Computer Science Stack Exchange is a question and answer site for students, researchers and practitioners of computer science. Join them; it only takes a minute:

Sign up
Here's how it works:
  1. Anybody can ask a question
  2. Anybody can answer
  3. The best answers are voted up and rise to the top

For testing automated theorem provers we have Seventy-Five Problems for Testing Automatic Theorem Provers by Pelletier.

Are there any such standard/well regarded tests for a λ-calculus that verify the evaluation?


The best λ-Calculus evaluator I have found so far is:

Lambda calculus reduction workbench with info here.

I like this one because
1. It is a working example that seems to corretly pass every example I can find.
2. Has a trace option for the output.
3. Can do multiple reduction strategies
* normal order
* call-by-name
* head spine reduction
* call-by-value
* applicative order
* hybrid normal order
* hybrid applicative order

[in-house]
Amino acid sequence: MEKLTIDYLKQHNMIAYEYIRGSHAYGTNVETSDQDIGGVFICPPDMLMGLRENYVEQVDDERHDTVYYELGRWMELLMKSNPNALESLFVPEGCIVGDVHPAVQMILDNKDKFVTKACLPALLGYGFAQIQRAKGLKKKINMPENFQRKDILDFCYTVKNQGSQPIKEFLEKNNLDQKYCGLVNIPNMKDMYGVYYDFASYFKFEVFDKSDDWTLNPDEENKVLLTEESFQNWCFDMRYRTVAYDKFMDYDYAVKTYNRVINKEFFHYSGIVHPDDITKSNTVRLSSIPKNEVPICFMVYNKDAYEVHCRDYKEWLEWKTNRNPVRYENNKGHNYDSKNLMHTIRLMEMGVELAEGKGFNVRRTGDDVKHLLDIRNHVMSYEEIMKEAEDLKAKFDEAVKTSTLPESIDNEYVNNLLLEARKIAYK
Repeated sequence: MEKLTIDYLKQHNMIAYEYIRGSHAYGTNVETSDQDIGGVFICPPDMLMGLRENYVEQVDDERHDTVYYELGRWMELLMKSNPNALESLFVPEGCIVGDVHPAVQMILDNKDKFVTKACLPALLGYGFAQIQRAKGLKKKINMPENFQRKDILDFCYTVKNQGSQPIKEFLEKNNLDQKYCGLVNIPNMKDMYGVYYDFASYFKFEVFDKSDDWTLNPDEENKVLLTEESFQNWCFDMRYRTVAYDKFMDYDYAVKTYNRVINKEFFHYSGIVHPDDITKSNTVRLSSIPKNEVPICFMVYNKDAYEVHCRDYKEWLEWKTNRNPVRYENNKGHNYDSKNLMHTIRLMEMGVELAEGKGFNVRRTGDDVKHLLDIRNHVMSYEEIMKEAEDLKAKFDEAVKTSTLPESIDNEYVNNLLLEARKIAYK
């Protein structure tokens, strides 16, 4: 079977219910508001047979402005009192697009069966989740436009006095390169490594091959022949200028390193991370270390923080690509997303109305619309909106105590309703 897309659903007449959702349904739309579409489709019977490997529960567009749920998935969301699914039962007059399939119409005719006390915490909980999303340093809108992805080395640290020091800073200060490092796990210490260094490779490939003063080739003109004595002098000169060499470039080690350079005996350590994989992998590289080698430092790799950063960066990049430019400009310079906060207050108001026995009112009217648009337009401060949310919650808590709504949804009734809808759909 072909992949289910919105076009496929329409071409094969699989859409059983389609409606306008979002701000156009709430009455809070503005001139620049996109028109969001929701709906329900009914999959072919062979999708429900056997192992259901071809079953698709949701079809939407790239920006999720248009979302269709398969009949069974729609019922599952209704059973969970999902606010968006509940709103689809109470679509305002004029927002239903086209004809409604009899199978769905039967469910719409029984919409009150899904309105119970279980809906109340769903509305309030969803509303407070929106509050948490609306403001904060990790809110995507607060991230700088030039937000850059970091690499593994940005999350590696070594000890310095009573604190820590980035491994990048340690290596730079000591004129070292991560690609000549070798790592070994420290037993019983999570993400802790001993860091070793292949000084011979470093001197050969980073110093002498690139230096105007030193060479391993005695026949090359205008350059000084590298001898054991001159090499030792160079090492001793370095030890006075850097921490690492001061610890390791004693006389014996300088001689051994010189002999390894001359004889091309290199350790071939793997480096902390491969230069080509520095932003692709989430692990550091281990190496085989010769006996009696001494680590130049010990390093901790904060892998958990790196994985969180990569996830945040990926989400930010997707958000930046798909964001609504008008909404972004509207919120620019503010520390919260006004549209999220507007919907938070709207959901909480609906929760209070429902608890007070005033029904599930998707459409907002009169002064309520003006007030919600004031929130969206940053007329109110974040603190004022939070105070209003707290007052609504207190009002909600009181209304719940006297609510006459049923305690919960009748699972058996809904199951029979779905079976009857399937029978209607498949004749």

4. Has a list of pre defined abbreavtions such as
* S, K, I
* 0 - 5
* pair
* pred
* succ
* add
* mul
5. Has source code in SML

share|cite|improve this question
What would you like to test? Whether the evaluation works correctly? These days cool people prove it works using a theorem prover (which uses $\lambda$-calculus underneath...) – Andrej Bauer Jan 17 '13 at 22:15
@AndrejBauer Yes I would like to verify that the evaluation works correctly for my implementation of a λ-calculus. Which theorem prover(s) are you refering to that use λ-calculus underneath? Some of us recently did this and it did not use λ-calculus. – Guy Coder Jan 18 '13 at 0:16
Coq would be an obvious one. Just implement Church numerals and compute $6 \times 7$. You know the answer. – Andrej Bauer Jan 18 '13 at 7:55
I am not suggesting that you do it in Coq. I am suggesting that you write a program in lambda calculus which computes $6 \times 7$ using Church numerals. If you're up to implementing lambda calculus, this would be an easy exercise. – Andrej Bauer Jan 19 '13 at 11:00
Pelletier problems test the power of ATP systems. Nowadays it is tested against TPTP. Implementation correctness is a different story. You could test random formulas against a known good implementation. – Dmitri Chubarov Jan 20 '13 at 14:04

Your Answer


By posting your answer, you agree to the privacy policy and terms of service.

Browse other questions tagged or ask your own question.